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Venezuela, a point of view

Venezuela protest CC wikimedia commons

I was talking to my sister-in-law last Sunday when conversation turned to the situation in her homeland of Venezuela. Despite having left 20 years ago, her family remain and the collapse of the country is incredibly upsetting for her.

I asked Karina to commit to paper some of her thoughts, no claim of objectivity, no claim to particular expertise but maybe you, like I, will find it provides another, more personal, dimension to what otherwise is an occasional news story when Brexit momentarily moves aside...

Subject: The Venezuelan situation

After 20 years of the present situation, I hardly know where to start.

I suppose it all began with years and years of mistakes made by previous governments in not adequately investing in the population. The poor became poorer while the political elite got richer. Chávez arrived, from poor to military top-brass, becoming the voice of the needy. Chávez era social reforms made such a difference to the lives of those who did not have opportunities before, he became a demi-god.

Upon his death in 2013, Maduro took the reins with the blessing of "Dios Chávez” and has ruled by decree more or less ever since. His ineptitude and weakness of character means that he has surrounded himself with strong personalities of dubious backgrounds. They have exploited the people, using them as their pawns. They spend their lives blaming foreign countries and the opposition for all the country's problems without ever coming to grips with their role in the collapsing socio-economic fabric of the country.

My relatives and friends, like the rest of the population hungry for change, live in constant fear. Several have suffered a lot at the hands of the government. My nephews can’t go out of the house alone because the military are kidnapping and forcefully conscripting young men. One of my sisters, a lawyer, eventually fled the country last year. She told me that she didn't want to emigrate but unfortunately with the extreme violence and poverty she and her family have had to, leaving all her dreams, family, friends and property in Venezuela.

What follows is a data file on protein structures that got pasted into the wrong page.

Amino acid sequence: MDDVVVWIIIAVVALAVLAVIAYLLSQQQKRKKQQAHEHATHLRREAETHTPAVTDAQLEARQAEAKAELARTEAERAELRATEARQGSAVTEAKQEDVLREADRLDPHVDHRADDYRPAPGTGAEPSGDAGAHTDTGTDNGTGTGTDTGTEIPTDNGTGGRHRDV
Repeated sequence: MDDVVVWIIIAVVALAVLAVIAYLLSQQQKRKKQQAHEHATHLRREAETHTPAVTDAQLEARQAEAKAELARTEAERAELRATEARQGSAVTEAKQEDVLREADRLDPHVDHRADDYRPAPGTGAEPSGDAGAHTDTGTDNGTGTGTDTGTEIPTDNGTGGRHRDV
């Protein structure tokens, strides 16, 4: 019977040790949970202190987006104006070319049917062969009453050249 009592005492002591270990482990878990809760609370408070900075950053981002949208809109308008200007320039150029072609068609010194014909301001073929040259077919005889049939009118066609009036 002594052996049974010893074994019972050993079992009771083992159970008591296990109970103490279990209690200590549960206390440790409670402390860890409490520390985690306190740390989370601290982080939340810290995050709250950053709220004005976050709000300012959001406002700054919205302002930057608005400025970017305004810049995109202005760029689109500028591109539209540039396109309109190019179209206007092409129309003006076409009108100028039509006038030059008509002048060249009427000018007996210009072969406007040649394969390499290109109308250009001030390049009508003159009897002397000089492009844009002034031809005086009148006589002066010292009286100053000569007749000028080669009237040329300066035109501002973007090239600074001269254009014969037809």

She said:

"Many of us have sold everything we own, to save enough for bus tickets to the borders of Colombia and Brazil. Others have just walked, suffering along the way at the hands of the Maduristas, militias, police and military."

Then added:

"What is one to do, when they murder senselessly and hunt you like animals? What do you do, when you see babies dying from malnutrition or lack of medicine or adequate medical care? You are forced to make the harsh decision to leave your beloved country, without really knowing how other countries will receive you, but any other reality is better than the present situation in Venezuela."

Migrating makes you feel as if you are an orphan

Emigrants are very grateful for their welcome in the countries that have received them. Many are professionals, who have sought jobs in any area that work is offered. They do not want to be a burden for these countries, they work to give thanks and also help the community that now houses them. They work to put food on the table or provide their family with medical care. Parents want to give their children at least part of their childhood as something they remember with joy rather than as a nightmare.

This supposed revolution has ruined a country blessed with many natural riches, riches which the government has squandered and used for its personal benefit. The millions who are still suffering within the country, pray daily for a miracle so that, after 20 years of this ordeal, the abuses of human rights end.

The government has wanted to suppress the soul of Venezuela, but they will never extinguish the flame they carry inside. At this time all Venezuelans are listening to, singing, three songs that identify us:

Gloria al Bravo Pueblo

Alma Llanera

Venezuela

The lyrics give us strength and hope that one day soon, Venezuela will wake to a new dawn.

It will take years to rebuild the country and Venezuelans want to be the ones to propel the country forwards under their own steam, but corruption is such that it has been extremely difficult to effect change internally so we might need help. We want a peaceful transition so that all Venezuelans can live in democracy, freedom and peace.

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The Pothole is Pura Aventura's popular monthly email. We share what we love, what interests us and what we find challenging. And we don't Photoshop out the bits everyone else does. We like to think our considered opinions provide food for thought, and will sometimes put a smile on your face. They've even been known to make people cry. You can click here to subscribe and, naturally, unsubscribe at any time.

The Pothole is Pura Aventura's popular monthly email. We share what we love, what interests us and what we find challenging. And we don't Photoshop out the bits everyone else does. We like to think our considered opinions provide food for thought, and will sometimes put a smile on your face. They've even been known to make people cry. You can click here to subscribe and, naturally, unsubscribe at any time.

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